Senior Yoga – adapting a yoga class to our aging bodies

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I get to pick on my mom in this one… LOL.  (Hi MOM!!)

I asked my mom what topics she would like covered in one of my articles and she brought up senior yoga. Over a year ago, my mom attended a yoga class at a gym and, following the teacher’s instructions, lifted her leg and opened up at the hip. Soon after leaving the class, her knee started to swell.  After a few days she went to a doctor and found that she had injured it in her class.  This can be a potential nightmare for many seniors. My mom was able to recover over time, but the recovery has not been complete. She still experiences some swelling that may never go down. Sometimes the risk of injury can prevent seniors from trying new things – especially physical ones that rely heavily on the instruction of another. The following are a few tips for seniors (or those who love a senior) to consider when selecting a yoga class.

1. Choose your class wisely – including the studio

When choosing a yoga class, do your homework. The type of classes offered in any given area can differ by teacher and by studio. Gentle yoga with one instructor may mean something entirely different to another teacher. There may be a senior class that is geared towards what you are hoping to accomplish or one that focuses on gentle stretching. Silver Sneakers Yoga classes are offered around the country and may be a good place to start a practice. Often you can stop by a studio between classes to ask the advice of the office staff about the intensity and skill level of a potential class. They may also be able to recommend a teacher and/or class that would fit with your skill and age level or hook you up with a yoga instructor that can address specific needs. The goal of a studio is to provide safe and valuable classes for all of its students, so it is beneficial that students address their concerns at the beginning of a practice.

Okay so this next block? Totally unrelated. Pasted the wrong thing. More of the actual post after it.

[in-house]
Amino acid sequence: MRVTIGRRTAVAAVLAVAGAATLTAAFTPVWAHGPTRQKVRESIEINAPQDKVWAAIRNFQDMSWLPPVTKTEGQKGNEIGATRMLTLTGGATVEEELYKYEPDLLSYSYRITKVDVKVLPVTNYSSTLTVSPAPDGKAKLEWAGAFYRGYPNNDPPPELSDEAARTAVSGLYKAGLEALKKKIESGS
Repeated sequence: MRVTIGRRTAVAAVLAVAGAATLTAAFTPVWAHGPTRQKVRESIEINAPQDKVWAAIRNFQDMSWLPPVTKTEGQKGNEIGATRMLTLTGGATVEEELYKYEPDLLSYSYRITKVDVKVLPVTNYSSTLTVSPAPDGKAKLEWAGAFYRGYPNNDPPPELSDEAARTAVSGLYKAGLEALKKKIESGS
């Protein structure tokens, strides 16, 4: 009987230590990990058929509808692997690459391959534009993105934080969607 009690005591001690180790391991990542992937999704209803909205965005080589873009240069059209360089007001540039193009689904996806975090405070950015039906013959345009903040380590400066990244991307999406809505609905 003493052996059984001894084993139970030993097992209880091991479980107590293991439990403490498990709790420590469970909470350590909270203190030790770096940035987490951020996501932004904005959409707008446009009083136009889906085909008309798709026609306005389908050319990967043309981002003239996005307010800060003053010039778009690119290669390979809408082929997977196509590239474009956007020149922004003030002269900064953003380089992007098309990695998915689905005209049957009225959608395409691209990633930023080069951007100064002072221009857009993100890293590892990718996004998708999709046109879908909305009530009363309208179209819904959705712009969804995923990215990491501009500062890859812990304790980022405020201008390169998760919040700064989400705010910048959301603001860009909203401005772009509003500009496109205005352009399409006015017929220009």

2. Start small

If you are just dropping into a studio for a class and don’t have time to do any research, try to look for a Gentle or Yin class. When trying a new studio, you don’t want to just drop into the hardest class they offer – especially if you are concerned about the level of activity. Every teacher and every class is different. If you have a bigger window of time, rely on the knowledge of the staff and call ahead to discuss the options.

3. Take it one day at a time

As we age, the connective tissues and bones of our bodies age as well.  We can stave off most of the affects by a healthy lifestyle, but many changes are a normal part of ageing.  The most important aspect of practicing  yoga is to pay attention to the body at any particular moment. If you woke up with a sore hip, don’t try an intense hip opener that the teacher suggests.  Listen to your body and what it needs at the moment.

4. Consider a private lesson to learn modifications

All body shapes and skills can all benefit from private lessons. It is never a bad idea to consider a one-on-one consultation to go over poses or modifications relevant to your age and lifestyle. In a one – on – one session, a teacher can give you the attention and concern that you may need as your body is ageing. This is especially relevant if you are diving back into your yoga practice after many years away. Your body will have changed and you will need to pay attention to the current state of your body.

It is important to honor our bodies at whatever stage we happen to find ourselves. As long as you stay mindful of how movement feels – you will always find a safe and effective practice.

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